A team from the Salk Institute for Biological Studies set out to decode an evolutionary riddle: how is it that nearly all life, diverse as it is, uses the same 20 amino acids as molecular building blocks? And how could the amino acid–genetic codon relationship have developed in a stepwise fashion?
They studied ribosomes inside modern cells.
Salk Institute assistant professor Lei Wang explains one of the key problems evolutionists face: “Although different algorithms, or codes, were likely tested during a long period of chemical evolution, the modern code proved so robust that, once it was established, it gave birth to the entire tree of life. But the universality of the code makes it very hard for researchers to study its formation since there are no organisms using a primitive or intermediate genetic code that we could analyze for comparison” (emphasis added). So much for what might be called “transitional genetic forms!”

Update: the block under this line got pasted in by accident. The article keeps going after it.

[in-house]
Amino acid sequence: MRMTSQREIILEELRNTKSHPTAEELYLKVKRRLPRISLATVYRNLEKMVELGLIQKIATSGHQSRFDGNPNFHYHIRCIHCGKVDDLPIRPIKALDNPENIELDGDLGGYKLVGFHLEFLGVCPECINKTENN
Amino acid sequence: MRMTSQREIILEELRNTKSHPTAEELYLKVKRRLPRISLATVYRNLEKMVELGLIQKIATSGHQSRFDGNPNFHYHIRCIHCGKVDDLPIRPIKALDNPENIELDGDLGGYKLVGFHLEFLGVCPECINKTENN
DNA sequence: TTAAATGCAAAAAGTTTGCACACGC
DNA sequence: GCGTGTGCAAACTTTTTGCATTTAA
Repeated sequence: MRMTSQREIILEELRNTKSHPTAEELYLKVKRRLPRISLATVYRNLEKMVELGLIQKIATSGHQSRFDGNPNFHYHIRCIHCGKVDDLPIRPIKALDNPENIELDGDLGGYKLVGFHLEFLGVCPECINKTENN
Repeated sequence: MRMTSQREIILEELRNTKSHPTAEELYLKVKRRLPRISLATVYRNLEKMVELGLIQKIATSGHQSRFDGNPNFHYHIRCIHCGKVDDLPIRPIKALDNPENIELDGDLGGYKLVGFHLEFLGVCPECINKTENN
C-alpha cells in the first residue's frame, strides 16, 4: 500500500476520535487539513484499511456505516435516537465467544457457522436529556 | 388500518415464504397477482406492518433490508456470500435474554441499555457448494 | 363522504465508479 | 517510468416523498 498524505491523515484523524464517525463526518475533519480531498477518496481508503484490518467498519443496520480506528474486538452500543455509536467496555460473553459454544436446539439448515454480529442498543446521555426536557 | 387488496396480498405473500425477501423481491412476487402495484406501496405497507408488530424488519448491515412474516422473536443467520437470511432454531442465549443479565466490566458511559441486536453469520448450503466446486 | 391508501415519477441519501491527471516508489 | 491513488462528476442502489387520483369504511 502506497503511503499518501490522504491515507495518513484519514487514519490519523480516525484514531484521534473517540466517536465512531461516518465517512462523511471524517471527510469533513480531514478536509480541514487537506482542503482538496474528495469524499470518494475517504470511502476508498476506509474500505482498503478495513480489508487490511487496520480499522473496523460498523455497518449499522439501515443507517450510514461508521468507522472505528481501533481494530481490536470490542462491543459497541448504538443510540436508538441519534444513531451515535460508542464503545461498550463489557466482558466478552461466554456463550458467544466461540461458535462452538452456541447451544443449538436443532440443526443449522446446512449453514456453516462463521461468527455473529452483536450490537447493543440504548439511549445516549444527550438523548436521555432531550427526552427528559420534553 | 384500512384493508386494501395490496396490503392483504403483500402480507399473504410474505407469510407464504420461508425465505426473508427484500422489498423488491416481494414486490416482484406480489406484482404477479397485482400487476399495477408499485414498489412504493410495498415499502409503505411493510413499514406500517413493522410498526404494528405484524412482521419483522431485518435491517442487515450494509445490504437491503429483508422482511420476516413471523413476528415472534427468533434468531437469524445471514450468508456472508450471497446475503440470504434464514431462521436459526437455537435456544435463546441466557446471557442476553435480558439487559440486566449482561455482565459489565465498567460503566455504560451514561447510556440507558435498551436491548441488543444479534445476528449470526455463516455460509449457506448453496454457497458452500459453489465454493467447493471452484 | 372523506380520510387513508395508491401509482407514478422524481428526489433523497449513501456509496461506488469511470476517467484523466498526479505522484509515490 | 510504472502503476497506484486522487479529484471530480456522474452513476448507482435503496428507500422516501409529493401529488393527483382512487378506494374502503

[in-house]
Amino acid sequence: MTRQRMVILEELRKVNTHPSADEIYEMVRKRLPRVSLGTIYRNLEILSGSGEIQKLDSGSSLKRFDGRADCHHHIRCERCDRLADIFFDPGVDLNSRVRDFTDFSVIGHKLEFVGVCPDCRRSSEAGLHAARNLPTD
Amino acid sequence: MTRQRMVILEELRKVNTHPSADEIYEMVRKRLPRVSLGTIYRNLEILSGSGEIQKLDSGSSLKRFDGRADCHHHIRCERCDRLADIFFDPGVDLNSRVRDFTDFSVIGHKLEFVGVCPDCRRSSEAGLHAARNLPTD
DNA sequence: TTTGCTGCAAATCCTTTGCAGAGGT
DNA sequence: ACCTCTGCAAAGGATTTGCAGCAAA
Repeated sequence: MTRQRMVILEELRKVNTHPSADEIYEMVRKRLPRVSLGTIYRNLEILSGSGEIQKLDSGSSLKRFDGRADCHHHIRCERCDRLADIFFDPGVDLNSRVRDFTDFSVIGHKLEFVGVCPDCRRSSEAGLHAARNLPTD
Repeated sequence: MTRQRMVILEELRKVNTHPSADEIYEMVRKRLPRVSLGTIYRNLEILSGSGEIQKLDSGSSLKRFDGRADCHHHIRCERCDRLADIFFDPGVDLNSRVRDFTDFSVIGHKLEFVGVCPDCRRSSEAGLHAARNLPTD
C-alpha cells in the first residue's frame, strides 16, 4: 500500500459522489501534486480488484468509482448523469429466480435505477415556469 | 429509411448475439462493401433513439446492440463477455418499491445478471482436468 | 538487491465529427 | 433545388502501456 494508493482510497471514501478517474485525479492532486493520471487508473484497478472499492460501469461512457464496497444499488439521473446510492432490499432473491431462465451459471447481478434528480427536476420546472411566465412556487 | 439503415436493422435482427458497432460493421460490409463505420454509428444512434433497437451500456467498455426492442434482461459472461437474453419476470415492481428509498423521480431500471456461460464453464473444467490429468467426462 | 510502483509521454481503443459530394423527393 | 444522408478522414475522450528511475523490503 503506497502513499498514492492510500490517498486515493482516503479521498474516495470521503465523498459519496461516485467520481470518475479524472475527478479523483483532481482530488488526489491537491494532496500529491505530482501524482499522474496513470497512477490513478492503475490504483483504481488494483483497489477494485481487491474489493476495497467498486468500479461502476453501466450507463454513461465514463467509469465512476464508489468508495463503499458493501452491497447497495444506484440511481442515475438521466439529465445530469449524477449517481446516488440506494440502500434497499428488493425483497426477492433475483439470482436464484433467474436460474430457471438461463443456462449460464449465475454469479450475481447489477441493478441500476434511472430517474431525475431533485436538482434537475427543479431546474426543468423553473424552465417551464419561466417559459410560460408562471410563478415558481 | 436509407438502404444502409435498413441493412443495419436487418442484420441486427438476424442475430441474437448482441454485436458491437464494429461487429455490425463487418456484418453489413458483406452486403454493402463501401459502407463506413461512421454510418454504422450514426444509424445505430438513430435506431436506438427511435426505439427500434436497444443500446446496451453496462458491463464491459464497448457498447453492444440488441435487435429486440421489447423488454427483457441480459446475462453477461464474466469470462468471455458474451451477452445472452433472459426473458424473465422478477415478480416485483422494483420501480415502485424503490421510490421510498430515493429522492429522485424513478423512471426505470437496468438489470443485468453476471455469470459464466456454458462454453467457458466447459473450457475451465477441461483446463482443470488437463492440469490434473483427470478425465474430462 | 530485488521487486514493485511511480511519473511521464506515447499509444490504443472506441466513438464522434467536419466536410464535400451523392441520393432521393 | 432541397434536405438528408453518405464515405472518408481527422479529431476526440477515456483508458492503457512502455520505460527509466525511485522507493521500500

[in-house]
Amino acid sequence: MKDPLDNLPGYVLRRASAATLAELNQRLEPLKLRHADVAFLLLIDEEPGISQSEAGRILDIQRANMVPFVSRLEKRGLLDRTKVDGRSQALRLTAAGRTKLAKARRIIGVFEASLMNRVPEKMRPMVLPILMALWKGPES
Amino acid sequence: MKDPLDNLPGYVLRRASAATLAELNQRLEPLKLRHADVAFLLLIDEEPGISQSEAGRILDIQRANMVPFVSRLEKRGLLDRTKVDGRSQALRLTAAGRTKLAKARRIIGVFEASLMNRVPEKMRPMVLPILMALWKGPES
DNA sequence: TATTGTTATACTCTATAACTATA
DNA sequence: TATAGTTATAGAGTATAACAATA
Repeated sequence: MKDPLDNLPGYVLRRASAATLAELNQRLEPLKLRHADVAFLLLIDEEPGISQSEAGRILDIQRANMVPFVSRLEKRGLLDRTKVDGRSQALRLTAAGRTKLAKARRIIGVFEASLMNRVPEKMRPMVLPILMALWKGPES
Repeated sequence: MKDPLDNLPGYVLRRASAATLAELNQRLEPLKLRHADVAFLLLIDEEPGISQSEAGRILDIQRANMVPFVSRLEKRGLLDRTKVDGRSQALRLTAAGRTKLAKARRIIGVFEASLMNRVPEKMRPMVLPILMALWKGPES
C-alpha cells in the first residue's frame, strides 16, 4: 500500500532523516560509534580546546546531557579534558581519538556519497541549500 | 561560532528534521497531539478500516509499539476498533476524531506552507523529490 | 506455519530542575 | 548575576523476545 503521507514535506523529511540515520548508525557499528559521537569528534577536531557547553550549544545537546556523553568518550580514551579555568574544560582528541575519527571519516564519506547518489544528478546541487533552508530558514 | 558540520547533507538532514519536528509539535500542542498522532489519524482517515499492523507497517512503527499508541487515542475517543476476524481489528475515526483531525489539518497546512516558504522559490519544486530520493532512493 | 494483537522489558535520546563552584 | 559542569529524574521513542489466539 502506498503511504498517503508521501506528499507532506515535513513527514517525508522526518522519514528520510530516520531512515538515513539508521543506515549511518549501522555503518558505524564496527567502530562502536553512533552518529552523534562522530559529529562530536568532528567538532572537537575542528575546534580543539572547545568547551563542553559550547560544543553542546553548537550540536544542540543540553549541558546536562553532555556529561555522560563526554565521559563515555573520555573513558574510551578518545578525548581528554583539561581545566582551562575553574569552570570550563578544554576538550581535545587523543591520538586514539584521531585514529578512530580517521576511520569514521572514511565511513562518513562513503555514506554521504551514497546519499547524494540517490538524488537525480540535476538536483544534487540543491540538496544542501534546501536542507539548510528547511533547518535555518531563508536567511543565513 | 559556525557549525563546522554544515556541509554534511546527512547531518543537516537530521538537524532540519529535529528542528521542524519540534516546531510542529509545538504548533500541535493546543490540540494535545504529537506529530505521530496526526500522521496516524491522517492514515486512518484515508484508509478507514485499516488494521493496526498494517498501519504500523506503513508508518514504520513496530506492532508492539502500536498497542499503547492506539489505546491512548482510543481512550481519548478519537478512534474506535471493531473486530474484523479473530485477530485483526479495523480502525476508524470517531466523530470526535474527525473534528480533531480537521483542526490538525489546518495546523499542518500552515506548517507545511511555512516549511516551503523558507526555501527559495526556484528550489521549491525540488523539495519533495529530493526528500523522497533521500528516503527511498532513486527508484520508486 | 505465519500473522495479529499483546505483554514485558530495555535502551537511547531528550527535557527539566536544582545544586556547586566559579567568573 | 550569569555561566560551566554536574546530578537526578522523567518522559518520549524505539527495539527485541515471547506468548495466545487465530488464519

The team theorized that primeval chemical or physical interactions between amino acids and nucleotides (which make up the genetic code) led to the origin of the genetic code. To test their idea, they studied ribosomes inside modern cells, as evolutionists believe ribosomes trace back to “an early evolutionary stage of life . . . before the last universal common ancestor,” Wang explained. While the team claimed to find evidence of such chemical and physical interaction, they cannot trace the origin of the genetic code past some “primitive translational mechanism” that would have been required.
To creationists, the incredible workings of the genetic code are not a mystery to be explained but instead a marvel to be understood as one of God’s most incredible designs. How such a coding system (even in a simpler form) could have arisen through random interaction—yet still coding correctly for the basic building blocks of reproducing life—is yet another leap of faith by evolutionists.
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